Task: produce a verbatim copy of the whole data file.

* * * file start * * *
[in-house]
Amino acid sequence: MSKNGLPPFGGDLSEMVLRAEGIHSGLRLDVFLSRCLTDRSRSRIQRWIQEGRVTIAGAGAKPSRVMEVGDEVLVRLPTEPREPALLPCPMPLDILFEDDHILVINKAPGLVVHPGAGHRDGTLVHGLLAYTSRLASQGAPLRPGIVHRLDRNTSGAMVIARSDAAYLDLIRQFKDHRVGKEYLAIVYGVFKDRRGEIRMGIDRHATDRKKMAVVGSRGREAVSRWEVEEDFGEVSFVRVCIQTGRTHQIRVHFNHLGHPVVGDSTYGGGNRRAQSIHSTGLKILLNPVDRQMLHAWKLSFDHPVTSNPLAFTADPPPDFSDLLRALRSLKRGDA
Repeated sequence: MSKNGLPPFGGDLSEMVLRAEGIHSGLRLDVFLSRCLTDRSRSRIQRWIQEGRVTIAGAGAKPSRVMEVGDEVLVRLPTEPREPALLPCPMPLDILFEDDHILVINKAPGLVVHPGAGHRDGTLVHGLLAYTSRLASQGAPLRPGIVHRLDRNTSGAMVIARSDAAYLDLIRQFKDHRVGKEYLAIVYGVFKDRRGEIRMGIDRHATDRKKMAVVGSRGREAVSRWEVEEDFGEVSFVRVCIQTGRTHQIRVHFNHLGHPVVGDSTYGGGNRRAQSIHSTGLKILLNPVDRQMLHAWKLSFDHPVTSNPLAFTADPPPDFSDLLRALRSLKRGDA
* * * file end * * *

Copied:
[in-house]
Amino acid sequence: MSKNGLPPFGGDLSEMVLRAEGIHSGLRLDVFLSRCLTDRSRSRIQRWIQEGRVTIAGAGAKPSRVMEVGDEVLVRLPTEPREPALLPCPMPLDILFEDDHILVINKAPGLVVHPGAGHRDGTLVHGLLAYTSRLASQGAPLRPGIVHRLDRNTSGAMVIARSDAAYLDLIRQFKDHRVGKEYLAIVYGVFKDRRGEIRMGIDRHATDRKKMAVVGSRGREAVSRWEVEEDFGEVSFVRVCIQTGRTHQIRVHFNHLGHPVVGDSTYGGGNRRAQSIHSTGLKILLNPVDRQMLHAWKLSFDHPVTSNPLAFTADPPPDFSDLLRALRSLKRGDA
Repeated sequence: MSKNGLPPFGGDLSEMVLRAEGIHSGLRLDVFLSRCLTDRSRSRIQRWIQEGRVTIAGAGAKPSRVMEVGDEVLVRLPTEPREPALLPCPMPLDILFEDDHILVINKAPGLVVHPGAGHRDGTLVHGLLAYTSRLASQGAPLRPGIVHRLDRNTSGAMVIARSDAAYLDLIRQFKDHRVGKEYLAIVYGVFKDRRGEIRMGIDRHATDRKKMAVVGSRGREAVSRWEVEEDFGEVSFVRVCIQTGRTHQIRVHFNHLGHPVVGDSTYGGGNRRAQSIHSTGLKILLNPVDRQMLHAWKLSFDHPVTSNPLAFTADPPPDFSDLLRALRSLKRGDA